Christmas Eve in Fieberbrunn

LINKS to other pages in the 'Christmas in Austria' site and to the Travelling Days series:

1 : Welcome to Austria
2 : Schloss Hotel Rosenegg
3 : Fieberbrunn
4 : Salzburg
5 : Innsbruck
6 : Kitzbühel
7 : Rattenburg
8 : Austrian Countryside etc.



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FIEBERBRUNN is a market town in Tirol, Austria, in the Kitzbühel district and has a population of 4,180 (2001). It is the most populous municipality in the Pillersee valley.

Fieberbrunn is a winter sports resort and venue of international snowboarding events (such as the Lords of the Boards), as well as a hiking and mountaineering resort in summer.

The Pillerseetal today comprises the five rural municipalities of Waidring, St. Ulrich am Pillersee, St. Jakob in Haus, Fieberbrunn and Hochfilzen. At a very early stage in history, St. Ulrich, St. Jakob, Fieberbrunn and Hochfilzen were known as the ‘Hofmark Pillersee’, which be-longed to the Benedictine Order of Rott am Inn (Bavaria), while Waidring was the ‘Urbar Waithering’ (or ‘cultivated land of Waithering’) owned by the monastery of St. Peter in Salzburg.

The probable reason for this geographical division was the drawing up of the borders to Bavaria and Salzburg, for the old salt road from Bad Reichenhall and Hallein across the Strub mountain used to pass through Waidring on its way west.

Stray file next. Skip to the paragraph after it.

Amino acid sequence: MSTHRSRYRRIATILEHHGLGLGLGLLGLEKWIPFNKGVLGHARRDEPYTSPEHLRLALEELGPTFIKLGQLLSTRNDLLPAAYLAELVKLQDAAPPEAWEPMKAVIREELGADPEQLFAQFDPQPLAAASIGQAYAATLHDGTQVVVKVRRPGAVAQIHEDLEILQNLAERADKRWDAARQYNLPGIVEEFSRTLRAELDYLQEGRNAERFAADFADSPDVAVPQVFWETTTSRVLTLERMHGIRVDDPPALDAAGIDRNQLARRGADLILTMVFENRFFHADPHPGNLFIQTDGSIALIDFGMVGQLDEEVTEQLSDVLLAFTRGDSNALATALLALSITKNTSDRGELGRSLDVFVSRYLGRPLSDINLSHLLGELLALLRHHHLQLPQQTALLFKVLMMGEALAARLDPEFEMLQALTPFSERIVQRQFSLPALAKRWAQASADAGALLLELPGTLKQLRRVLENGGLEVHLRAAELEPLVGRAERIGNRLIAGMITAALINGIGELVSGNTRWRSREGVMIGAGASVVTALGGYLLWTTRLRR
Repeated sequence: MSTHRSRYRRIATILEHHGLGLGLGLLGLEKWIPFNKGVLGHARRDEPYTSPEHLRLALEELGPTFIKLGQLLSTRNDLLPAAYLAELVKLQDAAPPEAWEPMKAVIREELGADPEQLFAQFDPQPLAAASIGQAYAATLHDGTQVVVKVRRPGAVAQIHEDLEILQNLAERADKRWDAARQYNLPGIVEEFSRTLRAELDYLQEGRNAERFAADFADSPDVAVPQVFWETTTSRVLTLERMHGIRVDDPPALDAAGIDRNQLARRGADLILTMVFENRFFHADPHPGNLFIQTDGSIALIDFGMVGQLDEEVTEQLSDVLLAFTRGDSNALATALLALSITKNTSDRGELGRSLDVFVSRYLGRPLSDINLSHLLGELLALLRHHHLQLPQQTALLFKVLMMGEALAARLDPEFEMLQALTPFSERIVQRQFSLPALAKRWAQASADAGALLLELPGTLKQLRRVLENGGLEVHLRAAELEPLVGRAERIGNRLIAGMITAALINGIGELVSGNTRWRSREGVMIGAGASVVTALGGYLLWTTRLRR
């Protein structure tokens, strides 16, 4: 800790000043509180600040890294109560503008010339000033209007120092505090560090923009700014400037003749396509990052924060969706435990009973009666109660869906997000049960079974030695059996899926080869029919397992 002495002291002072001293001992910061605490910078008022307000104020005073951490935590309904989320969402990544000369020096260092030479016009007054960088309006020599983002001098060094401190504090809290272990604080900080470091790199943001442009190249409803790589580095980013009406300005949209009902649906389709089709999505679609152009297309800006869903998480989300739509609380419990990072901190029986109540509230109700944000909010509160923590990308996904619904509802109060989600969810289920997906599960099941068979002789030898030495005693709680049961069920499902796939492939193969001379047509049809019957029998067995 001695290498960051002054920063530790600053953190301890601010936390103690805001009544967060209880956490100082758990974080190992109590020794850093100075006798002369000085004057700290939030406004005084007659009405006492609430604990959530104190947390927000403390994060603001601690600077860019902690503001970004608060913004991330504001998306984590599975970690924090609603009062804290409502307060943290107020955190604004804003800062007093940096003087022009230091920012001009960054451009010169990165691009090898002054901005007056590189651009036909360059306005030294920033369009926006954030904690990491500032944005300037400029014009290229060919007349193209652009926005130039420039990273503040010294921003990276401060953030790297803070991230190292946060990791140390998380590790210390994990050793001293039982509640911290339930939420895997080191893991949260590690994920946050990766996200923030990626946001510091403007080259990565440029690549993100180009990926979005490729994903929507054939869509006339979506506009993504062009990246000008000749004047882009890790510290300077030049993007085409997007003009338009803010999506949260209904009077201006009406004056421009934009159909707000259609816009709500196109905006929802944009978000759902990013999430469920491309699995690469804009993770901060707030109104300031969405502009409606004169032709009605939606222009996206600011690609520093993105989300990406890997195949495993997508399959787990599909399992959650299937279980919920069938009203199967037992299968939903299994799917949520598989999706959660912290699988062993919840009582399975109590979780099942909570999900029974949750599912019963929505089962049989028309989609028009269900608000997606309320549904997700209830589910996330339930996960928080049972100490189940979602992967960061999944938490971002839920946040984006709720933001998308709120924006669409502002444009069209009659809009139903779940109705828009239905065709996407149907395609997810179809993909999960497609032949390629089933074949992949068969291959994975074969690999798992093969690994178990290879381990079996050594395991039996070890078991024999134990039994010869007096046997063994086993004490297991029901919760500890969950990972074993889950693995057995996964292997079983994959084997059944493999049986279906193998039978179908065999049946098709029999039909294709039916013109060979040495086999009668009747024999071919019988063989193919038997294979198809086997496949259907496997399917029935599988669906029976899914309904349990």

The possessions which the Benedictine monastery at Rott am Inn needed to secure its economic livelihood were scattered around the area. The documentary evidence in Latin states: ‘TOTUM BILLERSEE CUM ECCLESIA EIUSDEM LOCI, DECIMIS ET APPEN-DICIS SUIS’ (‘All of Pillersee with a church in the same place, with tithes and appendices’). This refers to one cohesive area of property, the Hofmark Pillersee.

The area around Fieberbrunn was originally called ‘Pramau’, which meant blackberry bush in Old German. The name is a typical term for cleared woodland and expresses the infertile state of the area before it began to be farmed. The place name of Fie-berbrunn (literally: ‘fever well’) was only coined after 1354, when according to legend Margarethe Maultasch, princess of the province of Tyrol, was healed from a fever by taking the waters at the Kirchhügel spring.

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The parish church was built in 1689 but since 1855 the entire exterior has been changed three times.

In 1855 it was rebuilt in the Romanesque style; in 1954 the form was simplified. The last rebuild occurred in the 1980s. But the church retains its original baroque character even after all these 'modernisations'.

The patron saints of the church are the Roman martyrs Saint Primus and Saint Felizian.

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The parish church, decorated for Christmas services (left)

At the midnight mass on Christmas Eve the church was packed with local residents and Christmas visitors including some from our hotel. The music was provided by a choir and soloists, a small orchestra and the parish organist.

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During the day, following a morning visit to Kitzbühel, tour group was entertained in the late afternoon at a concert by the local brass band, a harpist, and a trio specialising in local folk songs and yodelling.....

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...... and this was followed in the evening by a sumptious Christmas Eve buffet dinner.

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A happy group comprising guests from England and Australia.

To continue our Austrian adventure please click the 'Next' button at the bottom of the page.

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